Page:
3rd party gears up in S.C.
Tega Cay’s Jill Bossi is part of a political experiment in South Carolina.
She’s running for the U.S. Senate on the banner of the new American Party. Started by former statewide candidates, one Democrat and one Republican, it’s an effort to galvanize people frustrated by the two main parties. Bossi was nominated at the party’s convention Saturday in Columbia.
“It’s not just a third party; it represents a different approach to politics,” said co-founder Jim Rex, a former state superintendent of education. “We’re trying to make it possible for the average American to run for office.”
Rex and co-founder Oscar Lovelace, a former gubernatorial candidate, got 16,000 signatures to qualify for the ballot. Taking a page from the tea party, they’re using the Internet to try to turn their idea into a grass-roots movement to reach what they see as the middle of American politics.
“This is a party between the two 20-yard lines, not in one end zone or the other,” Rex said. “And the polls show that’s where most Americans are.”
That’s one thing that appeals to the 55-year-old Bossi in her race against GOP Sen. Tim Scott.
“I’m willing to take the chance,” she said. “Like the majority of Americans, we’re somewhere in the middle.” Jim Morrill
The state board of election’s new reporting system came with a ballot full of glitches on election night last week. But it kept tweeters busy:
• Chris Fitzsimon
Apparently the leadership of DHHS has taken over the State Board of Elections for the evening.
• Public Policy Polling
North Carolina went from one of the best reporting systems in the country to about as bad as I’ve ever seen anywhere. So frustrating
• Gerry Cohen
State Board of Elections results page is just text, no maps, but I was able to sign up for Obamacare on it
• Dave Weigel
Go home North Carolina vote reporting website, you’re drunk
• Tim Boyum
Im just glad the national media isn’t watching any of this mess Wait, what? Jim Morrill
Run, Ben, Run
A North Carolina man is directing an effort to draft Dr. Ben Carson for president in 2016, an effort that already has raised more than $4 million and gathered 200,000 signatures.
Carson, who spoke Friday night in High Point, is a retired neurosurgeon who catapulted to public attention last year when he spoke at the National Prayer Breakfast.
Standing 10 feet from President Barack Obama, he criticized the Affordable Care Act and political correctness in a speech hailed by conservative talk show hosts and watched by more than 3 million on YouTube.
Vernon Robinson wants Carson to run for president. A former city councilman and congressional candidate from Winston-Salem, Robinson is convinced Carson, whom he calls “a legend in the black community,” not only could unite Republicans but win a general election.
“In order to beat Hillary Clinton, you have to broaden the base of the GOP and stay true to Republican principles at the same time,” says Robinson, the draft committee’s political director.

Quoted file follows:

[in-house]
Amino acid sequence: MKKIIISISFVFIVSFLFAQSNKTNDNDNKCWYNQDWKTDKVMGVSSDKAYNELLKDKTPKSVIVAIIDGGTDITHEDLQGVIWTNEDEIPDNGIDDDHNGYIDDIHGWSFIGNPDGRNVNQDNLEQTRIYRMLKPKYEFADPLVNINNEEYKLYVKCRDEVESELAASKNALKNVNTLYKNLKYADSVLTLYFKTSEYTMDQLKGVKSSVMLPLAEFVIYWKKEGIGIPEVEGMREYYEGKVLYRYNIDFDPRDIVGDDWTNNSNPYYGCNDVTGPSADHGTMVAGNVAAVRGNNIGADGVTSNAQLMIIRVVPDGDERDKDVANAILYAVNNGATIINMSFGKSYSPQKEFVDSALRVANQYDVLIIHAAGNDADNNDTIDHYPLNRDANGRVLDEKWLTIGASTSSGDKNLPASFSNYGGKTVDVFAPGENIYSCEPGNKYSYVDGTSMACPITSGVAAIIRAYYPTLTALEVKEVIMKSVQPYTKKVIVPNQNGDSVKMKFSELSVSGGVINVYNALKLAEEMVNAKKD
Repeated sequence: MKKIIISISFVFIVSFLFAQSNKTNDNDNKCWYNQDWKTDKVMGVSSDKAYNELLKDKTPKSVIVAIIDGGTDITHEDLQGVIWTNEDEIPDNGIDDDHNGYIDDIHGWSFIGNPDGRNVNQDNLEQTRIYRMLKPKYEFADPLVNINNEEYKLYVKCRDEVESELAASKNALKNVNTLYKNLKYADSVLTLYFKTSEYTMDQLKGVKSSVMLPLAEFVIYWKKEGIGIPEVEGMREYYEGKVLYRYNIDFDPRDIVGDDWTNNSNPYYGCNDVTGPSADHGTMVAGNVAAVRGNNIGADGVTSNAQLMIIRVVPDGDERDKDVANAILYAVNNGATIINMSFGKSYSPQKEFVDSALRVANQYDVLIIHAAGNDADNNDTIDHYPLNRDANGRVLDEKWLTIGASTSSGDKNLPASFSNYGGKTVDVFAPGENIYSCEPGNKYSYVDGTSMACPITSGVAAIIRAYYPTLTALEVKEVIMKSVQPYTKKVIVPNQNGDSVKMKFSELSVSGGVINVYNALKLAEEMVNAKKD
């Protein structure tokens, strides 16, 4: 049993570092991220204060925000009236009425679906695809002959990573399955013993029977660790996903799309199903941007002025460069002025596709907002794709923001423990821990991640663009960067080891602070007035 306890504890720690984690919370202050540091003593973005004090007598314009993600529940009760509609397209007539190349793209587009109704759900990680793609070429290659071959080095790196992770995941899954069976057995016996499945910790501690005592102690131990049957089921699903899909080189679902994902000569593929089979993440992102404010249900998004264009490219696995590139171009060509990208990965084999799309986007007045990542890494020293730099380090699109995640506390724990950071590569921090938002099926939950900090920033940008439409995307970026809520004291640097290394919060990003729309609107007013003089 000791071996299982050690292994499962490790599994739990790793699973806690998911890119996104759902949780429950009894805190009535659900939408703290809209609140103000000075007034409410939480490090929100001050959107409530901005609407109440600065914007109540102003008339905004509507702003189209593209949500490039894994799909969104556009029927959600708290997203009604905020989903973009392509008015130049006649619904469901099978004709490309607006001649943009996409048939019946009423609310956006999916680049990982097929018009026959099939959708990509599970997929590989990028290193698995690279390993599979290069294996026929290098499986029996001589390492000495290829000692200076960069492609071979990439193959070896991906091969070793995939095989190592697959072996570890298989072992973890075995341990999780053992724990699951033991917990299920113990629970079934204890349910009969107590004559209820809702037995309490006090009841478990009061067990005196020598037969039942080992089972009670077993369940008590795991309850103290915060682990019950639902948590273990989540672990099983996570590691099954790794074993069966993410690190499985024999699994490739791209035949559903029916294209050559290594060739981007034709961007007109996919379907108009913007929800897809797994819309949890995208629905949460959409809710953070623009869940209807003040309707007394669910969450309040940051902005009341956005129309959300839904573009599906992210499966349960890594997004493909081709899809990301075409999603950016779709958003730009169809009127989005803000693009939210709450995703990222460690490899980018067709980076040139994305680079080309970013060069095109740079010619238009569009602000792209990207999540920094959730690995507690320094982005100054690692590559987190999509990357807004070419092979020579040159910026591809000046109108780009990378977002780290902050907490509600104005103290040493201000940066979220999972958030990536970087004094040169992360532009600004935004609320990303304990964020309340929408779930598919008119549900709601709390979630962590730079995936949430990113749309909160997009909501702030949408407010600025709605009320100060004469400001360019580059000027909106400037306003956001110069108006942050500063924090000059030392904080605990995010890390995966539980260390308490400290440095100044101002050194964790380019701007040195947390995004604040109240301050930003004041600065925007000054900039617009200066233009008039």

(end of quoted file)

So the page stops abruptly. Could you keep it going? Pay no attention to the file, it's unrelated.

“Dr. Carson can get 17 percent of the black vote, making it mathematically impossible for Hillary Clinton or any other Democrat to win the general election.” Jim Morrill
Post-mortems on Senate race
“With (Thom) Tillis as the Republican nominee, North Carolina’s Senate race offers perhaps the best laboratory in the country for a test of whether voters think the new Republican Party has shifted too far to the right or it stands for a smaller-government agenda that has a broader appeal than Democrats believe. … Few races this year will offer a more compelling look at the politics of our time.” – Dan Balz, Washington Post
“Their contest should show where voters want the conservative-liberal balance drawn in a state that often sends one Democrat and one Republican to the Senate.” – Chuck Babington, AP
“Defining both Tillis and his opponent in November – vulnerable Democratic Sen. Kay Hagan – will become a high-stakes war of words in what could become the most politically brutal and costly Senate race.” – Los Angeles Times, Lisa Mascaro. Jim Morrill
Pittenger presents awards
U.S. Rep. Robert Pittenger presented Congressional Awards to 15 Charlotte-area students during a special ceremony Saturday at the Nations Ford Community Church Youth Activity Center.
The students attend public and private high schools. Three are home-schooled.
The Congressional Award is the U.S. Congress’ award for young Americans. It recognizes students between 14 and 23 who have accomplished goals in areas of public service, personal development, fitness and exploration. The recipients: Michael Brienza, Olivia De Gracia, Brister Jones, Joshua Jones, Avery Lewis, Mackenzie Lewis, Angela Rogers, Brandon Dalla Rosa, Caroline Schauder, Anthony Sgro, Hunter Smith, Olivia Stogner, Rachel Stogner, Julianna Viveiros, Jackson Yearick. Franco Ordonez
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